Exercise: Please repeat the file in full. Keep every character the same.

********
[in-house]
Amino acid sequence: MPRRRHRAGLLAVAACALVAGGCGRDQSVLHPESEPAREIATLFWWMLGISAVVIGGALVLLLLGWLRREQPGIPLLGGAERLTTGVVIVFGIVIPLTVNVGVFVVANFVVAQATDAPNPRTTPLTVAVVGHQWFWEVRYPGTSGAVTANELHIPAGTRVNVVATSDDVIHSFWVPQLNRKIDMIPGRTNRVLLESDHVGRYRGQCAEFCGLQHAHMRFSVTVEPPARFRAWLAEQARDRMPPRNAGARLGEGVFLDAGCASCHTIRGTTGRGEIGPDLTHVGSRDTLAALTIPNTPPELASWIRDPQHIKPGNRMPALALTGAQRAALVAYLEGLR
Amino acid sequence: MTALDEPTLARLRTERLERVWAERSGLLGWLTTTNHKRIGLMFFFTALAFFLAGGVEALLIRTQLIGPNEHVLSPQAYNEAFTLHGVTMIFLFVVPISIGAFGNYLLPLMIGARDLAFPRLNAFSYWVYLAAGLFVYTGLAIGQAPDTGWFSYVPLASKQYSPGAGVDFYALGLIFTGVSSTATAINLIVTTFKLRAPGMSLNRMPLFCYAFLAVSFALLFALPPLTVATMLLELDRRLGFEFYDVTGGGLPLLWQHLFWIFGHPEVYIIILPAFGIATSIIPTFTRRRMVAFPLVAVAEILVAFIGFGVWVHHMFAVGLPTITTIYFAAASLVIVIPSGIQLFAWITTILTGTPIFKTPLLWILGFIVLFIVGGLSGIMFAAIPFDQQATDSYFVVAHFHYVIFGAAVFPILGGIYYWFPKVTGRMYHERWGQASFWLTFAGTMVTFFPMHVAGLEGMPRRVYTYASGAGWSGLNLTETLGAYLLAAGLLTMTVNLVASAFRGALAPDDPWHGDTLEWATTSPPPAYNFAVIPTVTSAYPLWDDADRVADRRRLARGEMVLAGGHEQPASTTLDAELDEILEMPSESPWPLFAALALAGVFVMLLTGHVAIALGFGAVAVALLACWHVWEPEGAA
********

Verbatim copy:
[in-house]
Amino acid sequence: MPRRRHRAGLLAVAACALVAGGCGRDQSVLHPESEPAREIATLFWWMLGISAVVIGGALVLLLLGWLRREQPGIPLLGGAERLTTGVVIVFGIVIPLTVNVGVFVVANFVVAQATDAPNPRTTPLTVAVVGHQWFWEVRYPGTSGAVTANELHIPAGTRVNVVATSDDVIHSFWVPQLNRKIDMIPGRTNRVLLESDHVGRYRGQCAEFCGLQHAHMRFSVTVEPPARFRAWLAEQARDRMPPRNAGARLGEGVFLDAGCASCHTIRGTTGRGEIGPDLTHVGSRDTLAALTIPNTPPELASWIRDPQHIKPGNRMPALALTGAQRAALVAYLEGLR
Amino acid sequence: MTALDEPTLARLRTERLERVWAERSGLLGWLTTTNHKRIGLMFFFTALAFFLAGGVEALLIRTQLIGPNEHVLSPQAYNEAFTLHGVTMIFLFVVPISIGAFGNYLLPLMIGARDLAFPRLNAFSYWVYLAAGLFVYTGLAIGQAPDTGWFSYVPLASKQYSPGAGVDFYALGLIFTGVSSTATAINLIVTTFKLRAPGMSLNRMPLFCYAFLAVSFALLFALPPLTVATMLLELDRRLGFEFYDVTGGGLPLLWQHLFWIFGHPEVYIIILPAFGIATSIIPTFTRRRMVAFPLVAVAEILVAFIGFGVWVHHMFAVGLPTITTIYFAAASLVIVIPSGIQLFAWITTILTGTPIFKTPLLWILGFIVLFIVGGLSGIMFAAIPFDQQATDSYFVVAHFHYVIFGAAVFPILGGIYYWFPKVTGRMYHERWGQASFWLTFAGTMVTFFPMHVAGLEGMPRRVYTYASGAGWSGLNLTETLGAYLLAAGLLTMTVNLVASAFRGALAPDDPWHGDTLEWATTSPPPAYNFAVIPTVTSAYPLWDDADRVADRRRLARGEMVLAGGHEQPASTTLDAELDEILEMPSESPWPLFAALALAGVFVMLLTGHVAIALGFGAVAVALLACWHVWEPEGAA